99. Anecdotal evidence also exists that there is a certain measure of fraud in the form of impersonation[220] of registered voters at polling stations. In Great Britain, prospective voters are not required to provide proof of identity to establish that they are in reality the person listed on the register they are claiming to be. The presiding officer may, if doubtful about the person's identity or if requested to do so by a candidate's agents, only put two specific questions, set out in the Election Rules, asking the person to confirm that s/he is the person registered and to confirm that s/he has not already voted,[221] though we understand that no record is kept as to how frequently such questions are in fact asked.[222]

100. The position is different in Northern Ireland, where traditionally there has been greater evidence of impersonation at elections. Voters there have to provide one of a number of specified documents in order to establish their identity before being given a ballot paper. This does not solve all the problems which can arise and there are calls both for additional measures to be taken and for the list of permissible documents to be revised.[223]

101. Clearly there are a number of measures which could be taken, including those in operation in Northern Ireland, if impersonation were thought to be a serious problem. Most witnesses however did not think this was the case. Neither Dr Butler nor Professor Blackburn had evidence that impersonation was a major issue in elections in Great Britain (though Professor Blackburn appeared less opposed to requiring voters to provide identification than Dr Butler).[224] SOLACE noted that proven instances of impersonation were rare, and that "recent incidents in England have almost entirely related to people who moved into an area after the effective date for electoral registration ... and tried to vote in the name of the previous occupant of their property".[225] They took the view that—although some potential absurdities might be avoided if presiding officers had greater powers[226]—"... one cannot make the process of cross-examination too elaborate, granted that the majority of people come with their poll cards and there is no practical difficulty in identifying who they are and no expectation of fraud in the overwhelming majority of cases. We must ensure that we do not make the procedures so secure that it is impossible to run the election on the day".[227]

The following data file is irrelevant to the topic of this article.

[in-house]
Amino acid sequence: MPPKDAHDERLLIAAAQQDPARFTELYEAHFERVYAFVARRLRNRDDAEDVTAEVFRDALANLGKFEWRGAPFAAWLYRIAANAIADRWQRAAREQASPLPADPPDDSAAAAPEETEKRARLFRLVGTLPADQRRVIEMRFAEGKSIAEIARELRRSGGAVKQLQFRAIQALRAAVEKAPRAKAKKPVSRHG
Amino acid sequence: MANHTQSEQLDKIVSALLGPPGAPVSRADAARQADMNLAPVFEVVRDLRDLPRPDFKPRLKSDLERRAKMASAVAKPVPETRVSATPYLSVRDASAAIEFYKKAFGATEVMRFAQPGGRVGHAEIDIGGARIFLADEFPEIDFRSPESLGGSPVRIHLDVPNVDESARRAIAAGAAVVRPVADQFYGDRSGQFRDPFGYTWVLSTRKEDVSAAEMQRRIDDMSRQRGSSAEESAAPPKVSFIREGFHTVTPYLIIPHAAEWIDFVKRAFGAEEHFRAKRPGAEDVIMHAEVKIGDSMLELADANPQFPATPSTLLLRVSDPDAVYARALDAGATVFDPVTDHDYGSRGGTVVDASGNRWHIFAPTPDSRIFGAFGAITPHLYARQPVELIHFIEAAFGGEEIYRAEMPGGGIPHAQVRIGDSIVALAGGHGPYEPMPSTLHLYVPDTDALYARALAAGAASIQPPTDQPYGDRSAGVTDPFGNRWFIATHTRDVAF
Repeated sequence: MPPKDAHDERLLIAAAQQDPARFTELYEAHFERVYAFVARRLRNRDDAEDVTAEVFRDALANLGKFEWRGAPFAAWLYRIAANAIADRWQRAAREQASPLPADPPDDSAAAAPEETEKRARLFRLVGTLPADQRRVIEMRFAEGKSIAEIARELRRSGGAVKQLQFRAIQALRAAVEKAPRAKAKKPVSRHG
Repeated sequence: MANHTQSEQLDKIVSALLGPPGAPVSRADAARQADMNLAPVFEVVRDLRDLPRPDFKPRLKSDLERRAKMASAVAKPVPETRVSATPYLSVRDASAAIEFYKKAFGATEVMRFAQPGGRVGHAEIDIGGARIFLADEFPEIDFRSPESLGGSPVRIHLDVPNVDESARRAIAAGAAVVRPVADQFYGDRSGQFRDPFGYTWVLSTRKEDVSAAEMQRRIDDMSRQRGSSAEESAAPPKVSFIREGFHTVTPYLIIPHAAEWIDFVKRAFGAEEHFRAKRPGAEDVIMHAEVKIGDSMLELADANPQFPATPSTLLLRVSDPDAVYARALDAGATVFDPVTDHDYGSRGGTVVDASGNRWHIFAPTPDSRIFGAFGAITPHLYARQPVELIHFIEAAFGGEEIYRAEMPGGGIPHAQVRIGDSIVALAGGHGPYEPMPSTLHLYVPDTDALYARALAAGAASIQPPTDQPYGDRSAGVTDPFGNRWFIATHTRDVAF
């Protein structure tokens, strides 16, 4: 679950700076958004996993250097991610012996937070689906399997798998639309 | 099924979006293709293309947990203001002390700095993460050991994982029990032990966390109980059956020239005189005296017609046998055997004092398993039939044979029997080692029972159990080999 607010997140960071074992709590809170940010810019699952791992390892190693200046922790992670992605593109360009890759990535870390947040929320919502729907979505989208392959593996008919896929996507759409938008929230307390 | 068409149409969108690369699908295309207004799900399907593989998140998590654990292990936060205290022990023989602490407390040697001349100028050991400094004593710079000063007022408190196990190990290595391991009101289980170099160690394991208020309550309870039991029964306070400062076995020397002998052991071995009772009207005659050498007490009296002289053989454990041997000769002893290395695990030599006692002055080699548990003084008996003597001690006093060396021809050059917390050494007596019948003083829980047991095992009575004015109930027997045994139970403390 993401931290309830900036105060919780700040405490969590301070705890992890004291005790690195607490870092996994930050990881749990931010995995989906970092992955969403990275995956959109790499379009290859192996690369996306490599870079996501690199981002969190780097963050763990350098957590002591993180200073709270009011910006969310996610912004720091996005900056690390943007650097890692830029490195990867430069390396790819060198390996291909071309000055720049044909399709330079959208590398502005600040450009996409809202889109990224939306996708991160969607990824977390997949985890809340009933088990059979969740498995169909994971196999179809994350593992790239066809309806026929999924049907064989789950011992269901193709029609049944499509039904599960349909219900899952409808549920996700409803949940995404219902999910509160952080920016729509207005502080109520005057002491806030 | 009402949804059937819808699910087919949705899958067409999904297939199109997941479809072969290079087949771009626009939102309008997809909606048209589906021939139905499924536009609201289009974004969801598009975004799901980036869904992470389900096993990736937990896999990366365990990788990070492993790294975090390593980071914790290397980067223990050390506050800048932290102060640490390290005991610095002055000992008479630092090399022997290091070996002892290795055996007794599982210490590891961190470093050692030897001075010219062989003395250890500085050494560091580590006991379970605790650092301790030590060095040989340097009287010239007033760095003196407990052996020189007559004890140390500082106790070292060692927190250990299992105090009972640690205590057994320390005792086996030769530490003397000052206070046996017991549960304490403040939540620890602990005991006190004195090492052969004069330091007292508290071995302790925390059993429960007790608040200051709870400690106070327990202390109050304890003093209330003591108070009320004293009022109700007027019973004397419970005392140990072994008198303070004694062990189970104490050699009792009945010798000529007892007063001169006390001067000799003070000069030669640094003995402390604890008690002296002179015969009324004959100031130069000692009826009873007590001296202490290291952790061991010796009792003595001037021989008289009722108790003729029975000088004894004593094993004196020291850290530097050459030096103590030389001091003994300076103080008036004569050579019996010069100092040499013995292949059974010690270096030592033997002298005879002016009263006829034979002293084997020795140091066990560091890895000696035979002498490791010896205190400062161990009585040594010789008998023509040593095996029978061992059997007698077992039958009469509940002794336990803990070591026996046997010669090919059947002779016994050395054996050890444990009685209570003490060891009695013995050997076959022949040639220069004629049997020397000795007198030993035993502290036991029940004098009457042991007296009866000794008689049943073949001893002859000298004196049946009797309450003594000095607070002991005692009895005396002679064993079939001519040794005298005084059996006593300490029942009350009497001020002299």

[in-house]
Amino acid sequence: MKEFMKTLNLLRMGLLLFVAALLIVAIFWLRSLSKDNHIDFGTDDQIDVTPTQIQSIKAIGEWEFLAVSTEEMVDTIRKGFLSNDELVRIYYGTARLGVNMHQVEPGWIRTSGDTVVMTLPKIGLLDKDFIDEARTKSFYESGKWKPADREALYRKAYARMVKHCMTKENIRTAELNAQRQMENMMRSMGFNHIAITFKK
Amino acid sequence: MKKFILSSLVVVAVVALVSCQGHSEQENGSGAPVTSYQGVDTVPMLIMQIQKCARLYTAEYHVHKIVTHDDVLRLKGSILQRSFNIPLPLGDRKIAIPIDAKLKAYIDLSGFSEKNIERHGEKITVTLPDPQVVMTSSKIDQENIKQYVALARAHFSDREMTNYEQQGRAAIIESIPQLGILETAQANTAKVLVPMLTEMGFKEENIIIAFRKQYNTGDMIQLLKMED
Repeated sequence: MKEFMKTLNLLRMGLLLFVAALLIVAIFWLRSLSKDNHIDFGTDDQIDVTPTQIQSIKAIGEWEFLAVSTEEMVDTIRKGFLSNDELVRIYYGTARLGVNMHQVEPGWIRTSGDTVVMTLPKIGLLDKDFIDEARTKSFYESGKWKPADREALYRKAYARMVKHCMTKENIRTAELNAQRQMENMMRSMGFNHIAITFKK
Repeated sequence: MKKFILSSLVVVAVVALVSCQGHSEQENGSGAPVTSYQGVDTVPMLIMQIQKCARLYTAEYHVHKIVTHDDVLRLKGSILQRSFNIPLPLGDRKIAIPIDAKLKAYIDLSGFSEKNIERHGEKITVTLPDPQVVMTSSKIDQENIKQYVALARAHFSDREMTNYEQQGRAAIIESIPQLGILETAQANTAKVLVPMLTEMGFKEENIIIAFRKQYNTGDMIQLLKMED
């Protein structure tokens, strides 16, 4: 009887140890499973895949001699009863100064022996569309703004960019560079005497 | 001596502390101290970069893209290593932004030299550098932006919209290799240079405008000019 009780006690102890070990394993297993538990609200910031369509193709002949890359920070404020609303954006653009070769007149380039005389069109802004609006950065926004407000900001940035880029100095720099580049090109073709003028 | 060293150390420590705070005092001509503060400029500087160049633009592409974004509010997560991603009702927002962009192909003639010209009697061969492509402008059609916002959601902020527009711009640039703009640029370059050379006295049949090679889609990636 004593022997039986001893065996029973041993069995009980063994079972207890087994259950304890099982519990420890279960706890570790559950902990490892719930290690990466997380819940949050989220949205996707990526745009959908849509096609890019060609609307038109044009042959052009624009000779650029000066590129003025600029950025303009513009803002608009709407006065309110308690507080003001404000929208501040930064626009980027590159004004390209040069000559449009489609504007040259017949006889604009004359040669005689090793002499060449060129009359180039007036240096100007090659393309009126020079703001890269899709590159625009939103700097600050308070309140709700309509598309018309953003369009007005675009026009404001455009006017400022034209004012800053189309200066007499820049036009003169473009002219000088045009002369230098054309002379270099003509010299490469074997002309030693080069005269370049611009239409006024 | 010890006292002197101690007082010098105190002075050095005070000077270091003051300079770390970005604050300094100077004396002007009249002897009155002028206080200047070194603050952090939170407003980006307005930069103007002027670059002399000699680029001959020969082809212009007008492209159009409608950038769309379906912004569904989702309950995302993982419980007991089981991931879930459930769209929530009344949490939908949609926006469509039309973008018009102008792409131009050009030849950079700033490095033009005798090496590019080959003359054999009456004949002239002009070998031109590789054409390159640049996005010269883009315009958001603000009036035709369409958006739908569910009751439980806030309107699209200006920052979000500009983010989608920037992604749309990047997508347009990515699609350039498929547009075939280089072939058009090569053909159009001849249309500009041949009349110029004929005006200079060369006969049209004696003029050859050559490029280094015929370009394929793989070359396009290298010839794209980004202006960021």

102. We broadly agree that there is at present no great problem with impersonation in British elections outside Northern Ireland, and we do not see a need to introduce any additional requirements to prove identity before being given a ballot paper. We note a suggestion made by the Electoral Reform Society and Liberty that returning officers, since they are familiar with local circumstances and the actual conduct of elections, might have a power to initiate an election petition; at present only aggrieved candidates or electors may do so, and it may be unrealistic to expect such people to risk the costs involved solely out of a sense of public duty.[228]

103. One of the existing measures in place to discourage and to address impersonation is the vote tracing mechanism. Because the mechanism to some extent breaches the principle of ballot secrecy, and because the problem it seeks to address is—as we have seen—generally thought to be very minor, it has been argued by some that it should be discontinued.